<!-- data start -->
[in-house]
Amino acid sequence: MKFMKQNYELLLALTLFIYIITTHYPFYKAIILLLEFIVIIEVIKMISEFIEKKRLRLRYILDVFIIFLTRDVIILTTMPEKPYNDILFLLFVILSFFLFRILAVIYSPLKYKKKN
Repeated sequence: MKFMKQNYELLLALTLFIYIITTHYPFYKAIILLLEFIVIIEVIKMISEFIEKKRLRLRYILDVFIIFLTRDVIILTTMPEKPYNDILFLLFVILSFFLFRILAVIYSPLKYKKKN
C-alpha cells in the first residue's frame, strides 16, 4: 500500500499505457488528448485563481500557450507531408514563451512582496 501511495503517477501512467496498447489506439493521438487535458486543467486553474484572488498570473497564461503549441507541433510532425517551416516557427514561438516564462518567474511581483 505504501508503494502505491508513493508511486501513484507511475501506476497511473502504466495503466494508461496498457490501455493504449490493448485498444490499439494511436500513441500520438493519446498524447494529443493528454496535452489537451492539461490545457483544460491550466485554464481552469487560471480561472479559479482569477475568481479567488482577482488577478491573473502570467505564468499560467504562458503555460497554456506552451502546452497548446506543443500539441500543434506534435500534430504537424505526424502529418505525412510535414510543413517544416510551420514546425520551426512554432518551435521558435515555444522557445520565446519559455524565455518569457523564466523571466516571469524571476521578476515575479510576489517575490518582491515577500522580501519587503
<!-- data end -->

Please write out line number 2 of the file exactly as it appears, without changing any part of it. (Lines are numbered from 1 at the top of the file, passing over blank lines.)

Amino acid sequence: MKFMKQNYELLLALTLFIYIITTHYPFYKAIILLLEFIVIIEVIKMISEFIEKKRLRLRYILDVFIIFLTRDVIILTTMPEKPYNDILFLLFVILSFFLFRILAVIYSPLKYKKKN